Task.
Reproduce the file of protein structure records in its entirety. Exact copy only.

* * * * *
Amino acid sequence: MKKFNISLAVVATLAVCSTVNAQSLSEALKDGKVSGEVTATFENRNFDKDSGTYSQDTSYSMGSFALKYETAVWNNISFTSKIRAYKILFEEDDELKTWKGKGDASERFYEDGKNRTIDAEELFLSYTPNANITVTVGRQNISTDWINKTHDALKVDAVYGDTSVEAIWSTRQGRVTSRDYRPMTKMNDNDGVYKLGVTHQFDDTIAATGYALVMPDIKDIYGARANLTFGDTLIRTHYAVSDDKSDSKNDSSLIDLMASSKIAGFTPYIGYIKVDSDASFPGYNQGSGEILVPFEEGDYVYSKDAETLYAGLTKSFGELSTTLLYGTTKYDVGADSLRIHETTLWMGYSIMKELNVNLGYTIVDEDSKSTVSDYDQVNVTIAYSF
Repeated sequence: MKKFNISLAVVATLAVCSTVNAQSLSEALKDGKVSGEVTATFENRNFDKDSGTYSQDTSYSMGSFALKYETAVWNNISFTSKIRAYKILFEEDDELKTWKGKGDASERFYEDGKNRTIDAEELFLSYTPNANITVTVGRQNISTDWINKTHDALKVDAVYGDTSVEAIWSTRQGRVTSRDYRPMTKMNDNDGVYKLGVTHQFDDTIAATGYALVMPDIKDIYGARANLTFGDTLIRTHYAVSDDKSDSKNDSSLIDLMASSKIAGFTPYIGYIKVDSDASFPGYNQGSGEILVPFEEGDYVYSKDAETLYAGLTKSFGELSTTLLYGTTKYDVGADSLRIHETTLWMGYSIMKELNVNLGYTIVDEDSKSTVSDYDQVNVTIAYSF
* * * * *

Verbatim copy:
Amino acid sequence: MKKFNISLAVVATLAVCSTVNAQSLSEALKDGKVSGEVTATFENRNFDKDSGTYSQDTSYSMGSFALKYETAVWNNISFTSKIRAYKILFEEDDELKTWKGKGDASERFYEDGKNRTIDAEELFLSYTPNANITVTVGRQNISTDWINKTHDALKVDAVYGDTSVEAIWSTRQGRVTSRDYRPMTKMNDNDGVYKLGVTHQFDDTIAATGYALVMPDIKDIYGARANLTFGDTLIRTHYAVSDDKSDSKNDSSLIDLMASSKIAGFTPYIGYIKVDSDASFPGYNQGSGEILVPFEEGDYVYSKDAETLYAGLTKSFGELSTTLLYGTTKYDVGADSLRIHETTLWMGYSIMKELNVNLGYTIVDEDSKSTVSDYDQVNVTIAYSF
Repeated sequence: MKKFNISLAVVATLAVCSTVNAQSLSEALKDGKVSGEVTATFENRNFDKDSGTYSQDTSYSMGSFALKYETAVWNNISFTSKIRAYKILFEEDDELKTWKGKGDASERFYEDGKNRTIDAEELFLSYTPNANITVTVGRQNISTDWINKTHDALKVDAVYGDTSVEAIWSTRQGRVTSRDYRPMTKMNDNDGVYKLGVTHQFDDTIAATGYALVMPDIKDIYGARANLTFGDTLIRTHYAVSDDKSDSKNDSSLIDLMASSKIAGFTPYIGYIKVDSDASFPGYNQGSGEILVPFEEGDYVYSKDAETLYAGLTKSFGELSTTLLYGTTKYDVGADSLRIHETTLWMGYSIMKELNVNLGYTIVDEDSKSTVSDYDQVNVTIAYSF